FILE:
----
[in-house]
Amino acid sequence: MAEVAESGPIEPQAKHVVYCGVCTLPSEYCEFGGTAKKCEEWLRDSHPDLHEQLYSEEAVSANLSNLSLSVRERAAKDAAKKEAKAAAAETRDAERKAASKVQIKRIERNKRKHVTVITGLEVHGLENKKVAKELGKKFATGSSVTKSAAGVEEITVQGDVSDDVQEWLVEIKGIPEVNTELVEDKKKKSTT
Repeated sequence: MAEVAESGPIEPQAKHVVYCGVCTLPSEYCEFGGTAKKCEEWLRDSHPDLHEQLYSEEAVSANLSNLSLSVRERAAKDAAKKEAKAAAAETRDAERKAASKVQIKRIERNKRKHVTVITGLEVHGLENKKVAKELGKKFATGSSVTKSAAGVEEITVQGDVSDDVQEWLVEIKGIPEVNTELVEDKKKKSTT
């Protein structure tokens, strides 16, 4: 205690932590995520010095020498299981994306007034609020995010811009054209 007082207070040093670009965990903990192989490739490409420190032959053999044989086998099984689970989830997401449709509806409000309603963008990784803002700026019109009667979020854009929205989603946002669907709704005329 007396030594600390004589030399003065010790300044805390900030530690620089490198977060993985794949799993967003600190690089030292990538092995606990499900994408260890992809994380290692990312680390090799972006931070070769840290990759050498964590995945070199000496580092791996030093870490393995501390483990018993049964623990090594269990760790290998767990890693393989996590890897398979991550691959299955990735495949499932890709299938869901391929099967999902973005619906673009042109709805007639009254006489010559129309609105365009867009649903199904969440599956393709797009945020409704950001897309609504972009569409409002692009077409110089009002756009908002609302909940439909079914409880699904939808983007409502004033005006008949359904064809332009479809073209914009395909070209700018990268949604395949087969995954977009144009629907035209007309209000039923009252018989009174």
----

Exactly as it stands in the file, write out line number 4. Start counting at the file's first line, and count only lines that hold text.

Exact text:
């Protein structure tokens, strides 16, 4: 205690932590995520010095020498299981994306007034609020995010811009054209 007082207070040093670009965990903990192989490739490409420190032959053999044989086998099984689970989830997401449709509806409000309603963008990784803002700026019109009667979020854009929205989603946002669907709704005329 007396030594600390004589030399003065010790300044805390900030530690620089490198977060993985794949799993967003600190690089030292990538092995606990499900994408260890992809994380290692990312680390090799972006931070070769840290990759050498964590995945070199000496580092791996030093870490393995501390483990018993049964623990090594269990760790290998767990890693393989996590890897398979991550691959299955990735495949499932890709299938869901391929099967999902973005619906673009042109709805007639009254006489010559129309609105365009867009649903199904969440599956393709797009945020409704950001897309609504972009569409409002692009077409110089009002756009908002609302909940439909079914409880699904939808983007409502004033005006008949359904064809332009479809073209914009395909070209700018990268949604395949087969995954977009144009629907035209007309209000039923009252018989009174």